Rebel Without A Cause

It has occurred to me over the last three years that there still are people in this country who seem to crave rebellion.

The antiwar movement in the 1960s and early 1970s was certainly rebellious, as was the sexual revolution, civil rights and women’s rights. Most of these rebellious actions were a product of the political left. Some turned violent.

Now on the right, the people who attend Donald Trump rallies yelling “lock her up” are clearly displaying rebelliousness.

Most parents have witnessed rebellious teenagers. The key to a rebellion is, of course, on the cause for rebellion. “Johnny Reb” was a glorification and attempted justification by popular song which Johnny Horton sung in the early 1960s. Aristotle spoke of rebels in ancient Greece. “Those who excel in virtue have the best right of all to rebel, but then they are of all men the least inclined to do so.” Aristotle understood the trappings and instincts of rebelliousness. The original 13 states were founded on rebellion, which was judged virtuous. Most honest people will admit that rebellions of the 1960s and 1970s were mostly just.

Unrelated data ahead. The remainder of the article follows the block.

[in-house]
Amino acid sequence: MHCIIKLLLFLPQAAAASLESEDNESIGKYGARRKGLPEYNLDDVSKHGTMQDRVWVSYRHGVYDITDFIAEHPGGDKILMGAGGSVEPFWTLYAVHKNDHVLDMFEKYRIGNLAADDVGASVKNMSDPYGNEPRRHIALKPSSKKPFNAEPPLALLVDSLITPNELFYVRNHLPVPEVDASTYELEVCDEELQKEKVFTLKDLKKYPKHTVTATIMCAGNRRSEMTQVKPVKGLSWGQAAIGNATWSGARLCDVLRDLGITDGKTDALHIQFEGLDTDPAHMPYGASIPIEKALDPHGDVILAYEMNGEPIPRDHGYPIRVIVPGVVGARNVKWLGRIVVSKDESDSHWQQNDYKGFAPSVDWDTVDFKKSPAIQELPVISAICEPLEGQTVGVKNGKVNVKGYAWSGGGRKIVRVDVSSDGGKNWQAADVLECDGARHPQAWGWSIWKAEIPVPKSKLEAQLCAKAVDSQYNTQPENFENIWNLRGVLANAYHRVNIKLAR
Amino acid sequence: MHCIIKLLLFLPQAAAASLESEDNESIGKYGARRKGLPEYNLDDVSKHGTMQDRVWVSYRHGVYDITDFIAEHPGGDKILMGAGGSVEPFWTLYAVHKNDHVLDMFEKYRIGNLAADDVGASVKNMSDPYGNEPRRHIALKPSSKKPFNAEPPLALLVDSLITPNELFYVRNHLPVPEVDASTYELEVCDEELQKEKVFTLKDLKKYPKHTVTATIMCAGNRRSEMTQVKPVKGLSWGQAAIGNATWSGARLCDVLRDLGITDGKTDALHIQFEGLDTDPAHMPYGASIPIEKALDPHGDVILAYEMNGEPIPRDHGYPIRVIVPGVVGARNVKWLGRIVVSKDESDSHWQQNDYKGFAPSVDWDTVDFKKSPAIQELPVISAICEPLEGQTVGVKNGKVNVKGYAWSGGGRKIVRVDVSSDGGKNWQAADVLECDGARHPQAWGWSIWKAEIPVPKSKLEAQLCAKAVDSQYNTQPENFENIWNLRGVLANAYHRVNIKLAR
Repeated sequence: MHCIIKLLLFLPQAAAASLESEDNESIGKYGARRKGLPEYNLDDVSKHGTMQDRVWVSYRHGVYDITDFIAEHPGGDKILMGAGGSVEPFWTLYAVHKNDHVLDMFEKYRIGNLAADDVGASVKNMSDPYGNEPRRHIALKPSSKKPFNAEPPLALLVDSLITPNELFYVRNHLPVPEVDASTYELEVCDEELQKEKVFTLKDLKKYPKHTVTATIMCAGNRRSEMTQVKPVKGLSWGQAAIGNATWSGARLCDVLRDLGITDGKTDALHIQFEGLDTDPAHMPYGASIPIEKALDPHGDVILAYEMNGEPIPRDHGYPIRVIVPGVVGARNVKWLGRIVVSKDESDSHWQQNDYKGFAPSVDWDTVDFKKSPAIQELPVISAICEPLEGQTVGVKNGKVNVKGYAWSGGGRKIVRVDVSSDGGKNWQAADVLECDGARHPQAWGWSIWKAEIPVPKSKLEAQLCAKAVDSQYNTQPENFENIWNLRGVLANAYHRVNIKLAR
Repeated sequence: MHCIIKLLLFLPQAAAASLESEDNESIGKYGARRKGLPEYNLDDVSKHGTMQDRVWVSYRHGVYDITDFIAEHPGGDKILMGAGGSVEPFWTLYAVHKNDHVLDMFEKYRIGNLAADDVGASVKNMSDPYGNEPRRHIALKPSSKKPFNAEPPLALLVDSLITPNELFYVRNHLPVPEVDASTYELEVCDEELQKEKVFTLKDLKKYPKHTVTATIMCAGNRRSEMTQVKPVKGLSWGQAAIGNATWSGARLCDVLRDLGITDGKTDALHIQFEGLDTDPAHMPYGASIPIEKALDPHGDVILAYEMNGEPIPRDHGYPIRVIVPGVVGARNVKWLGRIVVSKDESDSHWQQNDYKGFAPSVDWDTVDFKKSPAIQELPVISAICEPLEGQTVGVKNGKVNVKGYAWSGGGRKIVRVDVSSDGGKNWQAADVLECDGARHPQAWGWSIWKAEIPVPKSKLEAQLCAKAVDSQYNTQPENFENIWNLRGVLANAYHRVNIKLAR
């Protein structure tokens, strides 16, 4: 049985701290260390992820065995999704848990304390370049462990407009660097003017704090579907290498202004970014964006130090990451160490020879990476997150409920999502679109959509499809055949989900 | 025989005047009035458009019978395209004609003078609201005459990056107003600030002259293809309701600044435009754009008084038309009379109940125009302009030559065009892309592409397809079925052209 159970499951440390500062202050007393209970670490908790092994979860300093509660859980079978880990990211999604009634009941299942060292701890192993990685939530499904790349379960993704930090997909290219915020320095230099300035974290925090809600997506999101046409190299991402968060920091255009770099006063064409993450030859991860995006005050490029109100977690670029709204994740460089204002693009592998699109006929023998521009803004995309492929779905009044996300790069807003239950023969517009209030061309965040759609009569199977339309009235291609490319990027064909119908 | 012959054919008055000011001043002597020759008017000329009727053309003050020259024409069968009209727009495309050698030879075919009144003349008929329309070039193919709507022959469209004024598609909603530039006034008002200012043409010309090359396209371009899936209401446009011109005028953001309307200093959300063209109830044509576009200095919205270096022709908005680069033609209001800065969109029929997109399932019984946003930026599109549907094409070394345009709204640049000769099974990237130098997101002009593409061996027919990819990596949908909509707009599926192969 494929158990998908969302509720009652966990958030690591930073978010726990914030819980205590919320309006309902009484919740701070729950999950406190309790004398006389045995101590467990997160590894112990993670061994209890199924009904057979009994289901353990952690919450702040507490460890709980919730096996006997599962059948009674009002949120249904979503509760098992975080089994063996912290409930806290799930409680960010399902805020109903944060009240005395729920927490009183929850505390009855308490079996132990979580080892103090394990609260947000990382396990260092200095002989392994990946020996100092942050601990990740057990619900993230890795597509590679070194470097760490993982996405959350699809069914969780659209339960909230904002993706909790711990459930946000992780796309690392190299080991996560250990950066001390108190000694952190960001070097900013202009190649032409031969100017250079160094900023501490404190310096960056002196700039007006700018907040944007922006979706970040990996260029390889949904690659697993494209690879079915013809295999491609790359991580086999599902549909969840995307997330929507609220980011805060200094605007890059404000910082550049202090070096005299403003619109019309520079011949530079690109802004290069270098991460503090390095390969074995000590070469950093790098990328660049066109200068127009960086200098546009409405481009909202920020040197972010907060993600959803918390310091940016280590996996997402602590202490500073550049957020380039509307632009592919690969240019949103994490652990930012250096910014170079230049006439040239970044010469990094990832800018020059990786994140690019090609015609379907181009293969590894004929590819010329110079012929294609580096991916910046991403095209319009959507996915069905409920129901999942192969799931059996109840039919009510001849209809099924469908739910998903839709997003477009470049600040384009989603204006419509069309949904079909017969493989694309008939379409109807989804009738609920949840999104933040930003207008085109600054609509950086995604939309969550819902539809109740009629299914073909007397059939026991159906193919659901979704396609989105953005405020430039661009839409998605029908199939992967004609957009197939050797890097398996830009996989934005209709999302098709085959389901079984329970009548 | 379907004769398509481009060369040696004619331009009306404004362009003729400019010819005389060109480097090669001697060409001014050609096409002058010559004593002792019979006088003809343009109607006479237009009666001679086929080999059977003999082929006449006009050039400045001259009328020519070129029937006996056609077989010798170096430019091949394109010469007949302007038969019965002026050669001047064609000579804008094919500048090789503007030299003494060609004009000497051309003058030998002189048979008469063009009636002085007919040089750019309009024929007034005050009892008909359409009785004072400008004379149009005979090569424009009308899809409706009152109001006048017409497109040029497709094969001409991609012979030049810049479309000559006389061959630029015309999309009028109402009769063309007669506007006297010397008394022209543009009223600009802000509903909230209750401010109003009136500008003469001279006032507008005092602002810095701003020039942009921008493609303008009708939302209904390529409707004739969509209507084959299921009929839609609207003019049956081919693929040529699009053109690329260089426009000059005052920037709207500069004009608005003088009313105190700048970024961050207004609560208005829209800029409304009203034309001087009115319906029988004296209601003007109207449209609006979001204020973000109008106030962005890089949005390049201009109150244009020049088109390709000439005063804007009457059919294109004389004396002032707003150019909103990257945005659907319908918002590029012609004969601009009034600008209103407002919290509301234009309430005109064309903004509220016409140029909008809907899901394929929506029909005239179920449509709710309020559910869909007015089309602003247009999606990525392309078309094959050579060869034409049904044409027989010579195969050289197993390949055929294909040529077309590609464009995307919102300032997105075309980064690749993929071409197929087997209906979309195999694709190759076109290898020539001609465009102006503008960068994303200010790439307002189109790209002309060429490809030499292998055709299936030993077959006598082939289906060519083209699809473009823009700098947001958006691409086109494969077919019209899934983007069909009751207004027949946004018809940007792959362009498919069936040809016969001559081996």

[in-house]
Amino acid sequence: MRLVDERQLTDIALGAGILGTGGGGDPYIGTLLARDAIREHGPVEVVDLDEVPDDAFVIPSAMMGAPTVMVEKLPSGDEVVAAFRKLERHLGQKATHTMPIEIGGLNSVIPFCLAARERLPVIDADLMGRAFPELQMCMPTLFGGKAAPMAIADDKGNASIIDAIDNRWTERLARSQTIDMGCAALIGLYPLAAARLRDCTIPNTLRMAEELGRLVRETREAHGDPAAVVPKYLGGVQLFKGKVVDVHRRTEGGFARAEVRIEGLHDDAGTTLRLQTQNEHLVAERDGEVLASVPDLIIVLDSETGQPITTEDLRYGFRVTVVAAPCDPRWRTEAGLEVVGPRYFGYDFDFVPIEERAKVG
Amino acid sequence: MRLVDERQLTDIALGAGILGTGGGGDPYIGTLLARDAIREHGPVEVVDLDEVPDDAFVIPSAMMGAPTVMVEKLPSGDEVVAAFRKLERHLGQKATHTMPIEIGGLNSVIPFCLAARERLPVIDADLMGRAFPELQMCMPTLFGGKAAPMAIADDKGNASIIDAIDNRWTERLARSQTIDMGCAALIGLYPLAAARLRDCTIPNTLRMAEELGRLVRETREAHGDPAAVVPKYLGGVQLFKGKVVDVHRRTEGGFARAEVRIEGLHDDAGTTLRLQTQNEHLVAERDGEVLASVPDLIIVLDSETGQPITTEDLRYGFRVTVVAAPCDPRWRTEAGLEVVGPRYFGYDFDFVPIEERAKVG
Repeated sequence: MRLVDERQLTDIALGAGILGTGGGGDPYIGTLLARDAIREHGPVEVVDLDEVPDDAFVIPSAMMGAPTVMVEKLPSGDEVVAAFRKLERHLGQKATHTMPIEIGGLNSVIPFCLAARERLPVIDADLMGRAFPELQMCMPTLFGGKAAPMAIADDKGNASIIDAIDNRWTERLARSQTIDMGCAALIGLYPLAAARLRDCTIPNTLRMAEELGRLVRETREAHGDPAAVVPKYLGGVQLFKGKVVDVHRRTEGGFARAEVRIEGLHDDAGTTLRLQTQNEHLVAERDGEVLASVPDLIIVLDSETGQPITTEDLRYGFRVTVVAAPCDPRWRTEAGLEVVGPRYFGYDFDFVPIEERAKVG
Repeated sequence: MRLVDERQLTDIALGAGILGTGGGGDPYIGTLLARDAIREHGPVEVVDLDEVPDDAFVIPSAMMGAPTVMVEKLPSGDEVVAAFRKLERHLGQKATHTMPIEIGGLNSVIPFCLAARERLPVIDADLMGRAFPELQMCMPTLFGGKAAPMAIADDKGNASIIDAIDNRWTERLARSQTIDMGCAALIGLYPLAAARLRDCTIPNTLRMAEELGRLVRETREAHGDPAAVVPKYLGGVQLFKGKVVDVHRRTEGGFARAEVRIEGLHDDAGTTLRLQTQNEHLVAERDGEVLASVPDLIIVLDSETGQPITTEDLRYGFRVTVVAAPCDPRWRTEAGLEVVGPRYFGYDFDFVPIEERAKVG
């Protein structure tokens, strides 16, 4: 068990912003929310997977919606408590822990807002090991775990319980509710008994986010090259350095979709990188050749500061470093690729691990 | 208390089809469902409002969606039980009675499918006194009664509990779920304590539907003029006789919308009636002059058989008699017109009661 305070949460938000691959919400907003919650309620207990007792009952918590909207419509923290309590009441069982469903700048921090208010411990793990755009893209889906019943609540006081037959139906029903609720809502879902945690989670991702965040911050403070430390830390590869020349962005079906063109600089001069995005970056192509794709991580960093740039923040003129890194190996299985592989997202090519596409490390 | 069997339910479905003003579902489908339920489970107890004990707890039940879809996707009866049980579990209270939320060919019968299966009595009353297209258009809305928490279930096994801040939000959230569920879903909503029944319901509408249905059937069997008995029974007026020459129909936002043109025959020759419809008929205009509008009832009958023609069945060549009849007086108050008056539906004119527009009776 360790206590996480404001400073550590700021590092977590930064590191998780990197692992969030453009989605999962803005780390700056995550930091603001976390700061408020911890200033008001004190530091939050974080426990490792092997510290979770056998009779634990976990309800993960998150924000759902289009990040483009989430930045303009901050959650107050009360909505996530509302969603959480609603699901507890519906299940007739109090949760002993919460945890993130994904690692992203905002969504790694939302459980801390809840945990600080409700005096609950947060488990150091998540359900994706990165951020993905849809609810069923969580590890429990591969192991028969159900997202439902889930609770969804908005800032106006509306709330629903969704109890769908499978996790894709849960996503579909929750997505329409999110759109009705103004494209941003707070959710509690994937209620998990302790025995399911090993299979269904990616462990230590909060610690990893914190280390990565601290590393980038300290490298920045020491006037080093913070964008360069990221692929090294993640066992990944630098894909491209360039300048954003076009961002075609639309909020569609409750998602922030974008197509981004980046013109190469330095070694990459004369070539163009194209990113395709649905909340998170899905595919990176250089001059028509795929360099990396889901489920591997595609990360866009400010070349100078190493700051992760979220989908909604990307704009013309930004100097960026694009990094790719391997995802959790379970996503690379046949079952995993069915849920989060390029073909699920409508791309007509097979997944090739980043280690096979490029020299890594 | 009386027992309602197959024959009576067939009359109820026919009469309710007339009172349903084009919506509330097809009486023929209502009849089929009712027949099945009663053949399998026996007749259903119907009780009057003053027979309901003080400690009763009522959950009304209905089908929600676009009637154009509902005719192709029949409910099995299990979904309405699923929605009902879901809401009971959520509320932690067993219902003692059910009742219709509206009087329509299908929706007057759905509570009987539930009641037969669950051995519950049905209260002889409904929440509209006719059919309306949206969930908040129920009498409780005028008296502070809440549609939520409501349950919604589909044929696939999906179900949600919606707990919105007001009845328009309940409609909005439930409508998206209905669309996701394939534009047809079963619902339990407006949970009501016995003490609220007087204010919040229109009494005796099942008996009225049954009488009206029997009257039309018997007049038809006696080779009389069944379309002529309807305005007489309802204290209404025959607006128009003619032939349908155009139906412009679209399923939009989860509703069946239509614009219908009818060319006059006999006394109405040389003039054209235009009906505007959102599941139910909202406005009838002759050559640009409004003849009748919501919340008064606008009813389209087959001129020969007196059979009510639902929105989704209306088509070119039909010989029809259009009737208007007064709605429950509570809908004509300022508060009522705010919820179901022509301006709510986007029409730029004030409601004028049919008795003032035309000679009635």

In Trumpism, I see a rebel who rebels only to be rebellious.

Erwin Curry,


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